Connect with God in new and unexpected ways, seeing hidden manna all around you as you learn to pray while walking outdoors.

Prayer can be an intimidating mystery, even when we have practiced our faith for years. Yet God has hidden prayer prompts for us in nature, right outside our doors. These simple treasures can inspire deep connections with God as you uncover the spiritual truths hidden inside them. 

Sarah Geringer discovered many prayer prompts in nature during the worldwide pandemic. On walks with her beloved dog Memphis, she spotted reasons to pray scattered all around her, like the manna God provided for Israel’s sustenance in the wilderness. His loving provision of connections via nature lifted her faith during that challenging time. The metaphors she discovered will inspire your own prayers, whether you live in the country or city. The beautiful truths you encounter will sustain your faith through all four seasons of the year.

My Thoughts:

When I got this book I thought that it was a book about prayer walking. It’s not. It’s a book of devotionals that grew out the author’s prayer walks. If you are completely new to the idea of prayer walking then you might find some of the Sarah’s suggestions helpful. There are some references to what prayer walking looks like for the author and some suggestions/examples of the types of prayer walks that she takes, but the devotional content is the heart of the book.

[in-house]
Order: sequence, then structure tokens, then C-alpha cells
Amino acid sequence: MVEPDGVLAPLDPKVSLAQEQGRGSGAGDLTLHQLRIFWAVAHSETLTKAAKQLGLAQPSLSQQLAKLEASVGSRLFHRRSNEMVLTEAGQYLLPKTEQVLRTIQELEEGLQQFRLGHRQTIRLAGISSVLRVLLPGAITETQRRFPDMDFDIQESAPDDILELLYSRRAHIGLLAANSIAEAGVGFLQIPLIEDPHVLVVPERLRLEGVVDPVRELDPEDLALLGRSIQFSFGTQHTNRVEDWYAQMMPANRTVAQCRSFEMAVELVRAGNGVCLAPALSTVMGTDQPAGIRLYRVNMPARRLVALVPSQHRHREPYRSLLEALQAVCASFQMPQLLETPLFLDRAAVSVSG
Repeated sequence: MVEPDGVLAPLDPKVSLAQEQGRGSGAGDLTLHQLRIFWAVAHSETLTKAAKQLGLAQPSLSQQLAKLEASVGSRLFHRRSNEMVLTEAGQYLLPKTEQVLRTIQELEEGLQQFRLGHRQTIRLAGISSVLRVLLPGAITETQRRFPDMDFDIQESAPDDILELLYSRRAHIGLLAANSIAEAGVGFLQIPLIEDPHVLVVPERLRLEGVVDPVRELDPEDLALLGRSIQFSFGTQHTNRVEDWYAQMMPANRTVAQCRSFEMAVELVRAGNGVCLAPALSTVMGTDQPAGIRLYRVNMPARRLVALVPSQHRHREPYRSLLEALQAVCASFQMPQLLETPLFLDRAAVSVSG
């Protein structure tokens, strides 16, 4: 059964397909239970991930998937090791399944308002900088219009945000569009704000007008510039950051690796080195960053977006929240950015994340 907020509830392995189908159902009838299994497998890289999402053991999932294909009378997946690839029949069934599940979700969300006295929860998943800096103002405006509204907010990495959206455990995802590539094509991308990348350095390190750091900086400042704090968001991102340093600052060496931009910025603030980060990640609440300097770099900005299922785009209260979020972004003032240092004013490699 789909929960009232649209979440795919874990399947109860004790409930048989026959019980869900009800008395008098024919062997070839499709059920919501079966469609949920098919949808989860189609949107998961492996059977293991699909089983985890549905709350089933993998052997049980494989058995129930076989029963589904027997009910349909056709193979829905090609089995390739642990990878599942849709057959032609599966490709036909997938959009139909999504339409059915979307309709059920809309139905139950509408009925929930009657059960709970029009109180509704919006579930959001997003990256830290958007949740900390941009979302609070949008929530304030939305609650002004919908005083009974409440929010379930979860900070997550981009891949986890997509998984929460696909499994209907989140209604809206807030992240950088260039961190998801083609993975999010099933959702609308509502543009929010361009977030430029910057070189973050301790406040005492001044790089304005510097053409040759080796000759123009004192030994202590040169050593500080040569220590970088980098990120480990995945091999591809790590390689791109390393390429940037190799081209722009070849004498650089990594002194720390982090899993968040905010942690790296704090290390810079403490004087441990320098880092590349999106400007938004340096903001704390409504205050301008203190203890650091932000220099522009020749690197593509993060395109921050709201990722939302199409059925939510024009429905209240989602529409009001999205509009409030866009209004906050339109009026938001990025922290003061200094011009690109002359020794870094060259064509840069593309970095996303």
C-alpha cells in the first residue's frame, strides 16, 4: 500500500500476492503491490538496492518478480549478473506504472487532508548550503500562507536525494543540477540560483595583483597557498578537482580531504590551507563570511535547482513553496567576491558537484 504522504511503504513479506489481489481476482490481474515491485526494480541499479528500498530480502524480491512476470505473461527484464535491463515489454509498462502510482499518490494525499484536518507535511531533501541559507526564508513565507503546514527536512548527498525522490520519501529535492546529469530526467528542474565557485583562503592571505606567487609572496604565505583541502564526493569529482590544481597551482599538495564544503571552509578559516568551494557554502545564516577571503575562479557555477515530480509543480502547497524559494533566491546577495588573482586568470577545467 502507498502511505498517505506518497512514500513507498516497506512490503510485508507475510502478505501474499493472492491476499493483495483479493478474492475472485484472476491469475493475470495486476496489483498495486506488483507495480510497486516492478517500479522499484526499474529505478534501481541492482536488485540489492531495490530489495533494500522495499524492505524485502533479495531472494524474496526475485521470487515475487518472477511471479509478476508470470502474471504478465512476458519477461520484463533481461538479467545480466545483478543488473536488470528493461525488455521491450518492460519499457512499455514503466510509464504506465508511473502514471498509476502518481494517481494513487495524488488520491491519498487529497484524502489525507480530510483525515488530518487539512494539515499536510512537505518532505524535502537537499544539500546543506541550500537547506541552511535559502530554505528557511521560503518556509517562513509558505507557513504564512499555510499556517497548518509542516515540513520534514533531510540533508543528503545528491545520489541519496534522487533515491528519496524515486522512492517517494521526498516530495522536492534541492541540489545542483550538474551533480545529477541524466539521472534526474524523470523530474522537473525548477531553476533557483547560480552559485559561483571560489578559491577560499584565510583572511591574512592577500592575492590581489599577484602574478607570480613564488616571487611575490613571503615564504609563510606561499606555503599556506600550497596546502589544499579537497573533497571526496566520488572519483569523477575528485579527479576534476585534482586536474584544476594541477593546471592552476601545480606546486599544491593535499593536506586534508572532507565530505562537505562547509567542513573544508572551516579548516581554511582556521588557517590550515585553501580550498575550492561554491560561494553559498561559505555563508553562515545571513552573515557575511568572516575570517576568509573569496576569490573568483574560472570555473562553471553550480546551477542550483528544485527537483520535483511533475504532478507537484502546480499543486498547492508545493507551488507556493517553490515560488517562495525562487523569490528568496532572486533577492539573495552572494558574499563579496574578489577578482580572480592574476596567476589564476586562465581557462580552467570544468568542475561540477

The devotional entries vary vastly in content as the themes were prompts that arose through the author’s walks on a country road. The devotionals were laid out with reflection questions and overall I found the content engaging.

While I read a lot of books on prayer, I rarely read these type of devotional books so I’m not an expert on what’s on the market or how it compares to other offerings. I appreciated the author’s curiosity and the way that she shared the things that the Lord has been teaching her. I do think there are treasures of manna hidden away in this book.

I received a free digital galley of this book in exchange for my honest opinion.

And by the way…if you found yourself on this post looking for a book on prayer walking you might try Long Wandering Prayer by David Hanson.

Book Review: The Lost Melody

About the Book:

When concert pianist Vivienne Mourdant’s father dies, he leaves to her the care of an adult ward she knew nothing about. The woman is supposedly a patient at Hurstwell Asylum. The woman’s portrait is shockingly familiar to Vivienne, so when the asylum claims she was never a patient there, Vivienne is compelled to discover what happened to the figure she remembers from childhood dreams.